Colorado Hydraulic Fracturing Toxic Tort Case Dismissed By Lone Pine Order, by William A. Ruskin

Colorado Hydraulic Fracturing Toxic Tort Case Dismissed By Lone Pine Order, by William A. Ruskin

William Ruskin   By William A. Ruskin

A Lone Pine Order is an innovative judicial case management tool that requires toxic tort plaintiffs to produce credible expert evidence to support their theory of causation (or another key component of plaintiffs' claim) prior to the commencement of pre-trial discovery. A Lone Pine Order is designed to weed out frivolous claims before defendants must invest hundreds of thousands of dollars in legal fees and incalculable time and effort only to learn prior to trial that plaintiffs cannot establish a prima facie case. Both federal and state court judges have learned by experience that a Lone Pine case management order can end in their infancy baseless cases that would otherwise require an enormous expenditure of judicial time and resources. I have written about the use of Lone Pine Orders both on this blog and in journal articles.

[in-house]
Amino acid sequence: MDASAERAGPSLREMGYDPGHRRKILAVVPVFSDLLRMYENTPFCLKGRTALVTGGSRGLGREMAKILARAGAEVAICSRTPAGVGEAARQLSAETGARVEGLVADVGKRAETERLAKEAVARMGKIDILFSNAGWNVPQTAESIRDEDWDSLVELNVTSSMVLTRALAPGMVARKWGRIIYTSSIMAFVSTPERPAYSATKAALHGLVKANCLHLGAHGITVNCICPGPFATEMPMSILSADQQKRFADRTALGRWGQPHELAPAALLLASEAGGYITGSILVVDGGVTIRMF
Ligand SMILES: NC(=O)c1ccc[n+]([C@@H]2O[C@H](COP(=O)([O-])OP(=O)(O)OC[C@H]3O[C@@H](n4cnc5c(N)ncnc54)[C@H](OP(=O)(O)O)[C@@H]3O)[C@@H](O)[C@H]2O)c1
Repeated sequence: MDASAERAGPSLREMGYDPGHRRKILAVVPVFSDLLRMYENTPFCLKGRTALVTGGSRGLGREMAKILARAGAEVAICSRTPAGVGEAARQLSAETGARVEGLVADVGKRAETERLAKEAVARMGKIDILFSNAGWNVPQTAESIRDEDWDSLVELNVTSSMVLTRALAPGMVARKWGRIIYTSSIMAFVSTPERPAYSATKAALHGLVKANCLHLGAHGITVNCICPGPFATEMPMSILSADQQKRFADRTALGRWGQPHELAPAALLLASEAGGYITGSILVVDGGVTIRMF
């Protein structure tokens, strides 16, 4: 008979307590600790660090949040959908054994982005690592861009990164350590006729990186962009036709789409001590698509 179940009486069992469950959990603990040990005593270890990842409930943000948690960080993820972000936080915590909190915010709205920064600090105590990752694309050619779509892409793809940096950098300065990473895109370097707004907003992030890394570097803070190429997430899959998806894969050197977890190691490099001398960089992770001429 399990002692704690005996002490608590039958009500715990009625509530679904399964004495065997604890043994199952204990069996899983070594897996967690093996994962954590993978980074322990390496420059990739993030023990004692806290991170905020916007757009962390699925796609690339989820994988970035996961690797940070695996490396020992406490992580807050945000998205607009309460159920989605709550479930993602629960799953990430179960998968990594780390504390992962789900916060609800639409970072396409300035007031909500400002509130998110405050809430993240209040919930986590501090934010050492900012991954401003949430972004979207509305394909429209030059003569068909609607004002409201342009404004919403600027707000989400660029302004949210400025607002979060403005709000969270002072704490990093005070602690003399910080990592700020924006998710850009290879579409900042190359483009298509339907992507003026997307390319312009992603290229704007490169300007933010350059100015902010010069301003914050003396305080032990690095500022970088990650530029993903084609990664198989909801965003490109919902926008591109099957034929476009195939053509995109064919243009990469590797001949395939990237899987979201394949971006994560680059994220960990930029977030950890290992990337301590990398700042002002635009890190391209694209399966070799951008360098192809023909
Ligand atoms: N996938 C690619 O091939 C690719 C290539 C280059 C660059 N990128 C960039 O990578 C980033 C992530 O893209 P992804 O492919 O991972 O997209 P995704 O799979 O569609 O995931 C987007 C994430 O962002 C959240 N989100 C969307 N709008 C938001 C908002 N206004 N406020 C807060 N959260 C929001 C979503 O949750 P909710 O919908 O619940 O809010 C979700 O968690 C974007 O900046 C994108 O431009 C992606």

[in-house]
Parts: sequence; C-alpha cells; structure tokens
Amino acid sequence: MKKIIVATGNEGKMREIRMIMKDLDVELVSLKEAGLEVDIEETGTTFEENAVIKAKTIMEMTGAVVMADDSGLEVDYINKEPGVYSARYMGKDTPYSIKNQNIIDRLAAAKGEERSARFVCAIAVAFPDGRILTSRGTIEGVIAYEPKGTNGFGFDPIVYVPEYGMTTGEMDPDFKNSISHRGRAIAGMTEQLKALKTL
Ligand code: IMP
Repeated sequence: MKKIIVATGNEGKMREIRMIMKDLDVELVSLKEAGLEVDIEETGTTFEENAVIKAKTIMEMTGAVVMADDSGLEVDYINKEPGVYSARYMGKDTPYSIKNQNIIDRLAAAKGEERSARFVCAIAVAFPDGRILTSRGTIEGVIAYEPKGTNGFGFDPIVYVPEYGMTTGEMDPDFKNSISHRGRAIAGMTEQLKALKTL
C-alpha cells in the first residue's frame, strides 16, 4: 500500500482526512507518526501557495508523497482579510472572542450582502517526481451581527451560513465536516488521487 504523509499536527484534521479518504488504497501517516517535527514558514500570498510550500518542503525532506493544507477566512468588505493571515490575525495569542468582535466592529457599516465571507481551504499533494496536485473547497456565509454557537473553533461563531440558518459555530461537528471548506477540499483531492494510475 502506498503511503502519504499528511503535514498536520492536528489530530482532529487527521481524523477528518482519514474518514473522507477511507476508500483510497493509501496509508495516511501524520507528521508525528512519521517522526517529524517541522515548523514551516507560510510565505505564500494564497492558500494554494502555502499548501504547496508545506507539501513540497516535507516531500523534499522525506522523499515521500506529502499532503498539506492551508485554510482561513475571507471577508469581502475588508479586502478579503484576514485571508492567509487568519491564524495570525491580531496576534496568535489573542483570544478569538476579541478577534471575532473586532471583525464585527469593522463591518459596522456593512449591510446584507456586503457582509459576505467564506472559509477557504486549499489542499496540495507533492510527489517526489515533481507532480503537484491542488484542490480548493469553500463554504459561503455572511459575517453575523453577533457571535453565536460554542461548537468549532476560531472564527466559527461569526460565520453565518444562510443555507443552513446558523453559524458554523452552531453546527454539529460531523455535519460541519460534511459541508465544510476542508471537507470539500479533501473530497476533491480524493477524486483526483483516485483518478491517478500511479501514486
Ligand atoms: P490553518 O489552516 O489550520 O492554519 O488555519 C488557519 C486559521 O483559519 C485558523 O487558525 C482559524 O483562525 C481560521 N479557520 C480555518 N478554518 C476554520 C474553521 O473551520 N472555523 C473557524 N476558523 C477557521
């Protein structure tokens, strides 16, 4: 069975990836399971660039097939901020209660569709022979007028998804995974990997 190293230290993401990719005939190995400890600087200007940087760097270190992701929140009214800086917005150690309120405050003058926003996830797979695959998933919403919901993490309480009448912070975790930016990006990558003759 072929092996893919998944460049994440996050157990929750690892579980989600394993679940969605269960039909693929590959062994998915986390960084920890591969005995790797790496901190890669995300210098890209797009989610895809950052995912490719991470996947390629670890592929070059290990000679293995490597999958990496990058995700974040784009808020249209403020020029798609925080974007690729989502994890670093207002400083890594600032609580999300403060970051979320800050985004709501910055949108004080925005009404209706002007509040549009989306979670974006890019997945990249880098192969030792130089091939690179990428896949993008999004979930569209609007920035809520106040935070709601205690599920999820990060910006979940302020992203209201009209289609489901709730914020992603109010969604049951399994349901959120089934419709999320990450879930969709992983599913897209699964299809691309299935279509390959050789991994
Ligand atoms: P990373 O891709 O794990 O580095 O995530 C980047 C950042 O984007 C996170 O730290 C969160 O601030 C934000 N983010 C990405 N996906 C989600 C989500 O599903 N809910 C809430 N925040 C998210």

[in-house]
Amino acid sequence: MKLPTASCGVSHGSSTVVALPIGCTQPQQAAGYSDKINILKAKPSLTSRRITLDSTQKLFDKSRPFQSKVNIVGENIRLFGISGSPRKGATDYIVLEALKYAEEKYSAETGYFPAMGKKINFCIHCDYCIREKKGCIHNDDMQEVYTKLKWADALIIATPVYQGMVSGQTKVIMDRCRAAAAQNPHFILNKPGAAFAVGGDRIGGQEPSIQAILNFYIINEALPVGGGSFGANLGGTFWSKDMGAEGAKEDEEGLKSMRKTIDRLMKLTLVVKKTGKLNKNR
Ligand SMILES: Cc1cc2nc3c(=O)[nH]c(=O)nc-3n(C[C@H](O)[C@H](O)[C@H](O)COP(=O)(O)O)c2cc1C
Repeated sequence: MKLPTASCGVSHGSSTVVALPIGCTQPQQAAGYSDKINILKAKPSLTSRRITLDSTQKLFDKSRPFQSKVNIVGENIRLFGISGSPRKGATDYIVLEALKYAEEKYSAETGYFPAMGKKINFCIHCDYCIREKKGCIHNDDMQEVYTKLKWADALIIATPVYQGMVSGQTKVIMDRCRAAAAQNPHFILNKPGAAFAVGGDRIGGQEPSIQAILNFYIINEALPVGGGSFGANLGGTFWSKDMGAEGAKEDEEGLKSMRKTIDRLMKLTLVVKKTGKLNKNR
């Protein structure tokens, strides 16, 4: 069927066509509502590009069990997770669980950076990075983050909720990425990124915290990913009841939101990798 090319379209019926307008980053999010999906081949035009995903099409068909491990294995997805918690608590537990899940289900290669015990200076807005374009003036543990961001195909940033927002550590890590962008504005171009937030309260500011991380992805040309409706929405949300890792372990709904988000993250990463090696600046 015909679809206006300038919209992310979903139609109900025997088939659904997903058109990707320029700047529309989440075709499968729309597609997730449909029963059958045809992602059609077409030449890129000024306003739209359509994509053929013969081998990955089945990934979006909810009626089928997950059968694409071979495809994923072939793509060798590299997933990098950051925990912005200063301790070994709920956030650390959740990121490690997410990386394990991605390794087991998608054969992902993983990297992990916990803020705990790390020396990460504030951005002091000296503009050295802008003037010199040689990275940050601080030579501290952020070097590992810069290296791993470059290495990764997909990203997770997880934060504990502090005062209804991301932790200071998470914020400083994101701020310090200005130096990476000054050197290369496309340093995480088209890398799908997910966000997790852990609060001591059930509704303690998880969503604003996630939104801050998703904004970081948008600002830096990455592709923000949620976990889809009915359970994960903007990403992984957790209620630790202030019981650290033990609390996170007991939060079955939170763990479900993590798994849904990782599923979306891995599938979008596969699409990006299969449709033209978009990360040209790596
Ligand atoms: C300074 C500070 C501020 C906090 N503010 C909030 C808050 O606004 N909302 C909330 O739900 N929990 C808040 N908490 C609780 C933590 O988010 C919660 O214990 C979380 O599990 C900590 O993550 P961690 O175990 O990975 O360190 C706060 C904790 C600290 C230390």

The most recent successful use of a Lone Pine Order resulted in an order of dismissal in William G. Strudley v. Antero Resources Corporation, et al., a hydro-fracking toxic tort case pending in the District Court for Denver County in Colorado. On May 9, 2012, District Court Judge Ann B. Frick dismissed plaintiffs' action due to their failure to comply with the court's Modified Case Management Order ("MCMO"), which had been entered several months earlier. The MCMO required plaintiffs to provide the Court with sworn expert affidavits establishing the identity of the hazardous substances plaintiffs alleged caused their harm; whether these substances could cause the type of diseases and illnesses claimed by plaintiffs (general causation); the dose or quantitative measurement of the concentration, timing and duration of alleged exposure to each substance; an identifiable, medically recognizable diagnosis of the specific disease or illness for which each plaintiff claims medical monitoring is necessary; and a conclusion that each such disease or illness was caused by the alleged exposure (specific causation).

Click here to read the complete article in Focus on Oil, Gas, and Energy Law.

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